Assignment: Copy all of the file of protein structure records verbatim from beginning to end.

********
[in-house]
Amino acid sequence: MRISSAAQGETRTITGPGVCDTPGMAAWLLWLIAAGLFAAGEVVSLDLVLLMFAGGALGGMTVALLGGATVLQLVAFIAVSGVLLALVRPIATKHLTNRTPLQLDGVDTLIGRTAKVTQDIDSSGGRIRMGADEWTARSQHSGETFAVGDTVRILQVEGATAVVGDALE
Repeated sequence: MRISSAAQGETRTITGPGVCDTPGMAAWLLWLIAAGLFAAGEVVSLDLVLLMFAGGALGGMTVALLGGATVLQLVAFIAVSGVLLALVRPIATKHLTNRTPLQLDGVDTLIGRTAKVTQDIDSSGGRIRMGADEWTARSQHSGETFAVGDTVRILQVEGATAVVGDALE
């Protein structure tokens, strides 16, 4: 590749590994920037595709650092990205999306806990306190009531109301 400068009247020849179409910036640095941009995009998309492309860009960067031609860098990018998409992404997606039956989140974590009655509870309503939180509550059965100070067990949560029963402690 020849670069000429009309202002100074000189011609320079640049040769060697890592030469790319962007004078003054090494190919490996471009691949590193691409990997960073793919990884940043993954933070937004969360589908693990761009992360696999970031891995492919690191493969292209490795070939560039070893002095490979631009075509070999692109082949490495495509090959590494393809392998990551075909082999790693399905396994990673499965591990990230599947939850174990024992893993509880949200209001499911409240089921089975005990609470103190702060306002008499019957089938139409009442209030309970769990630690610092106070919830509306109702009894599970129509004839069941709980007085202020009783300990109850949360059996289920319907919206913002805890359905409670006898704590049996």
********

[in-house]
Amino acid sequence: MRISSAAQGETRTITGPGVCDTPGMAAWLLWLIAAGLFAAGEVVSLDLVLLMFAGGALGGMTVALLGGATVLQLVAFIAVSGVLLALVRPIATKHLTNRTPLQLDGVDTLIGRTAKVTQDIDSSGGRIRMGADEWTARSQHSGETFAVGDTVRILQVEGATAVVGDALE
Repeated sequence: MRISSAAQGETRTITGPGVCDTPGMAAWLLWLIAAGLFAAGEVVSLDLVLLMFAGGALGGMTVALLGGATVLQLVAFIAVSGVLLALVRPIATKHLTNRTPLQLDGVDTLIGRTAKVTQDIDSSGGRIRMGADEWTARSQHSGETFAVGDTVRILQVEGATAVVGDALE
């Protein structure tokens, strides 16, 4: 590749590994920037595709650092990205999306806990306190009531109301 400068009247020849179409910036640095941009995009998309492309860009960067031609860098990018998409992404997606039956989140974590009655509870309503939180509550059965100070067990949560029963402690 020849670069000429009309202002100074000189011609320079640049040769060697890592030469790319962007004078003054090494190919490996471009691949590193691409990997960073793919990884940043993954933070937004969360589908693990761009992360696999970031891995492919690191493969292209490795070939560039070893002095490979631009075509070999692109082949490495495509090959590494393809392998990551075909082999790693399905396994990673499965591990990230599947939850174990024992893993509880949200209001499911409240089921089975005990609470103190702060306002008499019957089938139409009442209030309970769990630690610092106070919830509306109702009894599970129509004839069941709980007085202020009783300990109850949360059996289920319907919206913002805890359905409670006898704590049996």